The programme disseminates imaging knowledge, skills and understanding, in order to enable effective and efficient use of imaging, clinically, in research and in industry. Read more

The programme disseminates imaging knowledge, skills and understanding, in order to enable effective and efficient use of imaging, clinically, in research and in industry.

Our flexible, intermittent, part-time, online distance learning (OLDL) programme aims to:

  • to provide an understanding of research that uses neuroimaging techniques
  • to develop research planning and designing skills, incorporating neuroimaging
  • to enable interpretation and analysis of relevant neuroimaging data
  • to relate neuroimaging research to clinical applications

Online learning

Access world class teaching at the University of Edinburgh, while maintaining your local professional & personal commitments where you live, thereby keeping down costs by not being resident in Edinburgh.

Our online students not only have access to Edinburgh’s excellent resources, but also become part of a supportive online community, bringing together students and tutors from around the world.

Programme structure

You may choose to study to Certificate, Diploma or Masters level.

Find out more about the compulsory and optional courses in this degree programme. We publish the latest available information for this programme. Please note that this may be for a previous academic year.

You may take up to 30 credits per semester, 60 credits per year.

Postgraduate Professional Development (PPD) is aimed at working professionals who want to advance their knowledge through a postgraduate-level course(s), without the time or financial commitment of a full Masters, Postgraduate Diploma or Postgraduate Certificate.

You may take a maximum of 50 credits worth of courses over two years through our PPD scheme. We offer online credit-bearing courses which run for 11 weeks at a time. These lead to a University of Edinburgh postgraduate award of academic credit. Alternatively, after one year of taking courses you can choose to transfer your credits and continue on to studying towards a higher award on a Masters, Postgraduate Diploma or Postgraduate Certificate programme.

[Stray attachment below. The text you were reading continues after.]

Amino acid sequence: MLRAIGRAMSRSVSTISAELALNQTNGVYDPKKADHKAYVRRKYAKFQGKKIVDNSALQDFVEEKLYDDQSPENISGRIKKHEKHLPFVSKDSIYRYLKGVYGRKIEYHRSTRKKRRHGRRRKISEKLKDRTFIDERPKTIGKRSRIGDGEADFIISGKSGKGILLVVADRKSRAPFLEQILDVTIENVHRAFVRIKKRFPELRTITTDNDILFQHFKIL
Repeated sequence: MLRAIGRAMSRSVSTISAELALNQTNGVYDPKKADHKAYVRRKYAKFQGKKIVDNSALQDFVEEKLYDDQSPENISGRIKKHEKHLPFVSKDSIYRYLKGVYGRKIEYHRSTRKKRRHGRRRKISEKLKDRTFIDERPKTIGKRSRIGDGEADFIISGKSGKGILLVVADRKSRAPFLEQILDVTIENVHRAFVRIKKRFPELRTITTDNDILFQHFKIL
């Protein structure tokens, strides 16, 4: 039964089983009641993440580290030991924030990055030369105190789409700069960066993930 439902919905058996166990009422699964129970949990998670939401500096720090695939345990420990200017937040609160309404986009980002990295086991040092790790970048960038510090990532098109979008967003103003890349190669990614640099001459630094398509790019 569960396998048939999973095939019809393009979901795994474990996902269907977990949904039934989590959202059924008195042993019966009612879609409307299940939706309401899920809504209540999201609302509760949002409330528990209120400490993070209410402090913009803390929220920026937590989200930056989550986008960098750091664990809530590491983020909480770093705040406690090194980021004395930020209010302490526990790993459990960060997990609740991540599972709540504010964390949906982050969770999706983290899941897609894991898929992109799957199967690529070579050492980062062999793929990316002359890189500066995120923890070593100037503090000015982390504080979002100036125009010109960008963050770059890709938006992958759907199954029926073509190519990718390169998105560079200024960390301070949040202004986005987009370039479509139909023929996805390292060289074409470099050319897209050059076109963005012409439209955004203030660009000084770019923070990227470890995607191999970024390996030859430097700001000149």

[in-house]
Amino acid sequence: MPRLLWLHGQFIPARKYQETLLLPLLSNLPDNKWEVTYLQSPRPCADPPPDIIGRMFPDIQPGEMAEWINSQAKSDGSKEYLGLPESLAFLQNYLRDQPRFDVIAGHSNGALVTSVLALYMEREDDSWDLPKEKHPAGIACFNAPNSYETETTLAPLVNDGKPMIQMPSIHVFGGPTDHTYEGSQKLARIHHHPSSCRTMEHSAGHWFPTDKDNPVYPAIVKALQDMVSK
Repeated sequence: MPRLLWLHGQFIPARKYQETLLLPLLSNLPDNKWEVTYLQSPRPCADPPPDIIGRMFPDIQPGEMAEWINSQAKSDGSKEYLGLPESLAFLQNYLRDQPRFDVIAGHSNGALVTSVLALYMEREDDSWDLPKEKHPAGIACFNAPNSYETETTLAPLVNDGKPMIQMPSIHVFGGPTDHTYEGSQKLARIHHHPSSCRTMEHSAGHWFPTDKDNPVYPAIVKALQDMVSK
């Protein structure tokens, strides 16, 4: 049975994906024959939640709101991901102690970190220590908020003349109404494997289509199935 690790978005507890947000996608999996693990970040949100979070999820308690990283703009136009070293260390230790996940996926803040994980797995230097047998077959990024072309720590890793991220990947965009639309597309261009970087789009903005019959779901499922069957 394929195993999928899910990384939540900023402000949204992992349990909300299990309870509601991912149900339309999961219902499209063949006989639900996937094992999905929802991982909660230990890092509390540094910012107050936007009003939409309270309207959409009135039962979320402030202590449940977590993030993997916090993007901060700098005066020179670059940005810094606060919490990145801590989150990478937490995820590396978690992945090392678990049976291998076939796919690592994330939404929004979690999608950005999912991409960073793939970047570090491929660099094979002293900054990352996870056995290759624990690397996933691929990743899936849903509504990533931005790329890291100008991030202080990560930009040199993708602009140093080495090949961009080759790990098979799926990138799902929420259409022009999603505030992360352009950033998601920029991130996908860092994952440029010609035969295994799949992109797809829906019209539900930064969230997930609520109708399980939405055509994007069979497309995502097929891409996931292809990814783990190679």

Although PPD courses have various start dates throughout a year you may only start a Masters, Postgraduate Diploma or Postgraduate Certificate programme in the month of September. Any time spent studying PPD will be deducted from the amount of time you will have left to complete a Masters, Postgraduate Diploma or Postgraduate Certificate programme.

Please note that individual elective courses will only run if there is a minimum of 4 students taking the course.

Learning outcomes

  • Describe imaging theory, techniques, analysis and applications.
  • Discuss how imaging is used to investigate both normal and abnormal processes and functions (clinically and in research).
  • Design methodologically sound and practical research that uses neuroimaging.
  • Analyse results and use statistics relevant to and derived from neuroimaging.
  • Integrate health and safety regulations, and legislation, into the planning and execution of research which uses neuroimaging.
  • Envision the translation from basic neuroimaging research to the clinical arena.
  • Critically appraise existing research that uses neuroimaging, demonstrating awareness of reproducibility, reliability of techniques, and sources of bias, both in research and clinically.
  • Be innovative in the discussion and presentation of work to peers.
  • Formulate suitable grant and research proposals which incorporate neuroimaging.
  • Initiate and execute research autonomously.
  • Produce publishable research summaries.
  • Demonstrate good practice in research communication and collaboration, including modern online methods.
  • Engage with new developments building upon your neuroimaging knowledge.

Career opportunities

This programme is an ideal programme to help you in your neuroimaging research-based career, giving you advanced and well recognised expertise in the field.



Read less

Show 10 15 30 per page



Cookie Policy    X